Alarm fatigue is a serious patient safety concern in health care facilities, such as hospitals, because it can harm patients, preventing them from getting essential or even life-saving treatments.
Alarm fatigue is the phenomenon that occurs when health care workers, who hear thousands of alarms day to day, start to ignore these alarms because they have become desensitized to them.
According to researchers:
- The average hospital health care professional is exposed to about 350 alarms per patient per day. This means that, on average, these professionals are exposed to about 59,000 alarms every day.
- Over the course of a month, about 2.5 million beeps and alarms are sounded at a given hospital
- Between 72 and 99 percent of the alarms that sound in hospitals are false alarms.
As Michael Wong, the executive director of Physician-Patient Alliance for Health & Safety, has explained, “Hospitals are greatly concerned about alarm fatigue because it interferes with patient safety, and it exposes patients – and the hospitals themselves – to grave harm.”
How to Fight Alarm Fatigue: What Researchers Have Suggested
Given that alarm fatigue can result in severe, if not fatal, complications for patients, figuring out ways to combat this problem is clearly crucial. Some of the suggestions that researchers and medical professionals have made to fight alarm fatigue include (but are not limited to):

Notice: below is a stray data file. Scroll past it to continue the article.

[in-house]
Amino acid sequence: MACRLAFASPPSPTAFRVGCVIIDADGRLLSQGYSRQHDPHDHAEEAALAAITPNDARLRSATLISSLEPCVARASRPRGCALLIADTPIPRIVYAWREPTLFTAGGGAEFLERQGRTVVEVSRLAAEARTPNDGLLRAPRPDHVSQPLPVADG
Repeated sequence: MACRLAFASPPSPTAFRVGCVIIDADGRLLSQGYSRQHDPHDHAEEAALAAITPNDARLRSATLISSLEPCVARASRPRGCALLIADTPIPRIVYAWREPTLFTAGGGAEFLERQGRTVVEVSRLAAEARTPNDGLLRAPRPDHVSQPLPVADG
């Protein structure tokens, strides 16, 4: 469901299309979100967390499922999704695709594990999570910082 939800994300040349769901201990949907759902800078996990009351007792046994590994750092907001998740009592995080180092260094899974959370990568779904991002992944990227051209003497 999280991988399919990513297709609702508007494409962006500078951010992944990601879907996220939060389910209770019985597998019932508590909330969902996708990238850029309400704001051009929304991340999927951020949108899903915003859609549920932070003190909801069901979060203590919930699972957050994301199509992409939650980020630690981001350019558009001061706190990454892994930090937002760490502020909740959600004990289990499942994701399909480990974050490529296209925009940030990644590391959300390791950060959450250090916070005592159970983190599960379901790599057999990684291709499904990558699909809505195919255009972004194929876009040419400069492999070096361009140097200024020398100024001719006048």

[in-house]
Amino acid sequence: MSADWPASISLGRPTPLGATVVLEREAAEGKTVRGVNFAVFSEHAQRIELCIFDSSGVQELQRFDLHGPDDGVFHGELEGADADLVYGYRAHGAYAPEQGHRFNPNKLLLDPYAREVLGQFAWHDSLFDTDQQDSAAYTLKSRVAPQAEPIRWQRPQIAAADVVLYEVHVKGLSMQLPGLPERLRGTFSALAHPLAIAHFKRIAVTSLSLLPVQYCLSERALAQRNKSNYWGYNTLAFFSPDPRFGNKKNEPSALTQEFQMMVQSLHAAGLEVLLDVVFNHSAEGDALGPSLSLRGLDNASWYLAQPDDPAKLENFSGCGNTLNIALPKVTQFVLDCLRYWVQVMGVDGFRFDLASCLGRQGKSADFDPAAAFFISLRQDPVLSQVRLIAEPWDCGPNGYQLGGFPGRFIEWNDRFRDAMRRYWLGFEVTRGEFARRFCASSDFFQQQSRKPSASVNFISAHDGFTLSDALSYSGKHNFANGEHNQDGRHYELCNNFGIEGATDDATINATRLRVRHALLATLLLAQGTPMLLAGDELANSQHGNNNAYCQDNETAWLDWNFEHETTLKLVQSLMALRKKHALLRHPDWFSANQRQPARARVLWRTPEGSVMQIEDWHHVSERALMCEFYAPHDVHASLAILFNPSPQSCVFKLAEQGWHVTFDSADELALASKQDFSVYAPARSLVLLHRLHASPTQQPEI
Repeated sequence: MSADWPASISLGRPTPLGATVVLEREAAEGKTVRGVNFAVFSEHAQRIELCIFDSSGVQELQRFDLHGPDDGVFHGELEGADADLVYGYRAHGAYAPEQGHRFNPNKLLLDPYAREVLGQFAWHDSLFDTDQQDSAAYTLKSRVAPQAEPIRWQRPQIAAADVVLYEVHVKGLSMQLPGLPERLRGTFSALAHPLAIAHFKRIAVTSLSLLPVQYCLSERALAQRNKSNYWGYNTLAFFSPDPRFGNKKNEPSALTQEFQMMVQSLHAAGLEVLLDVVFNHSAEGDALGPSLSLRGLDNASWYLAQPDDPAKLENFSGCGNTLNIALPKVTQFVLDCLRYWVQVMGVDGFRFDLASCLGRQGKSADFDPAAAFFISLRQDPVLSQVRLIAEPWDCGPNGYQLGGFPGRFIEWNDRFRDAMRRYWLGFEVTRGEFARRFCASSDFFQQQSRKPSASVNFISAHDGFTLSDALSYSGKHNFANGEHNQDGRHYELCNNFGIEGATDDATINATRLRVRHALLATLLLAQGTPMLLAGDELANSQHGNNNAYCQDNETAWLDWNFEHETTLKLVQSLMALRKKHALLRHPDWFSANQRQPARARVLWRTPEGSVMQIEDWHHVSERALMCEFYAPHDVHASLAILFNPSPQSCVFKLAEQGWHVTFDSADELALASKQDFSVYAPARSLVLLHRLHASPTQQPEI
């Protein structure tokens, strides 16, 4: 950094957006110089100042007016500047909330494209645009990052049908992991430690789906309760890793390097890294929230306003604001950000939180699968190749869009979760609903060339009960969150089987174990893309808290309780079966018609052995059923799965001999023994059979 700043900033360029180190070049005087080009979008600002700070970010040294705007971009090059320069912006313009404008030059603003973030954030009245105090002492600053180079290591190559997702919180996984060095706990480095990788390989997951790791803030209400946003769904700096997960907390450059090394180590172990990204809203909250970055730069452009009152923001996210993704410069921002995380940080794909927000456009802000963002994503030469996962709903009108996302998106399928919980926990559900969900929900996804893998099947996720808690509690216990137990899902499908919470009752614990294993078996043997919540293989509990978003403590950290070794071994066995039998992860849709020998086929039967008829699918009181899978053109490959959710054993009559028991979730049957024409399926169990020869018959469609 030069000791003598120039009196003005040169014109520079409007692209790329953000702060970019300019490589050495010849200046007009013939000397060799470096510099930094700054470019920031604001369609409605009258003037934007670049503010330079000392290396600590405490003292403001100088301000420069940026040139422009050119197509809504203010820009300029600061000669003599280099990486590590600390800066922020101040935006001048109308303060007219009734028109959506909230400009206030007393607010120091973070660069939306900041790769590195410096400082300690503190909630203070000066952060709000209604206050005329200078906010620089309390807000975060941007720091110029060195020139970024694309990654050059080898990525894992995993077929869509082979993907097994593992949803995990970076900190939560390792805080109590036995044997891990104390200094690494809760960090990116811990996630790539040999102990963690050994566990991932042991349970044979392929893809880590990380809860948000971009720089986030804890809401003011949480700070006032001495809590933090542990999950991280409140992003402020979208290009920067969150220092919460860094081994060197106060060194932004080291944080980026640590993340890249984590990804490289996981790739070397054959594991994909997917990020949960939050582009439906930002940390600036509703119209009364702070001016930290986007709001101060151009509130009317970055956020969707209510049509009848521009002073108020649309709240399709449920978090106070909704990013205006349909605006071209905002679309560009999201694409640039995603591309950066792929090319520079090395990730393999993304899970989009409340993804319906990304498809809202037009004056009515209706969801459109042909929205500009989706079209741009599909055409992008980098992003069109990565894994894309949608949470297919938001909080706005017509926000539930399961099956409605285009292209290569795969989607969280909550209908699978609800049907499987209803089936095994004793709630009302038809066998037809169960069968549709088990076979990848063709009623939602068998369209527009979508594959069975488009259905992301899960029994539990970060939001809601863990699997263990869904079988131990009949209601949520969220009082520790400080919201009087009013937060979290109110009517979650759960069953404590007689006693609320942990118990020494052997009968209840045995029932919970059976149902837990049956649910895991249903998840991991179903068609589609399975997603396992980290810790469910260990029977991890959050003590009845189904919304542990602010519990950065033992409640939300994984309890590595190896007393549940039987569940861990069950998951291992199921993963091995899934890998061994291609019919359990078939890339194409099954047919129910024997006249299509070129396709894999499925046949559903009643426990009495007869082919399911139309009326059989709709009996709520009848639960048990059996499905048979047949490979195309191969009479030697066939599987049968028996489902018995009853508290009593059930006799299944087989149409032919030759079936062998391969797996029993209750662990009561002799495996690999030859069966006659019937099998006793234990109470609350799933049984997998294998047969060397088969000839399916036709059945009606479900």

- Improving the technology used by alarms – Specifically, research from the University of California, San Francisco found that computer algorithms are largely to blame for false alarms in hospitals. Cutting out false alarms could reduce alarm fatigue, they have suggested.
- Using more precise patient monitoring devices – In fact, some have recommended that these monitoring devices include carbon monoxide monitors and/or cardiac monitors so that health care professionals are aware when alarms are related to life-threatening conditions or complications.
- Making certain staffing changes – This would require that, among other things, hospitals focus on delegating responsibility for certain alarms to certain staff who would be aware of what different sounds from the alarms mean.
Ultimately, however, some have recommended that a combination of staffing changes, new technologies and even changes to the layouts of hospitals themselves would be needed to really combat alarm fatigue and better protect patients.
What do you think about the facts regarding alarm fatigue? Do you think the above could be effective at combatting it? Share your opinions with us on Facebook & Google+.
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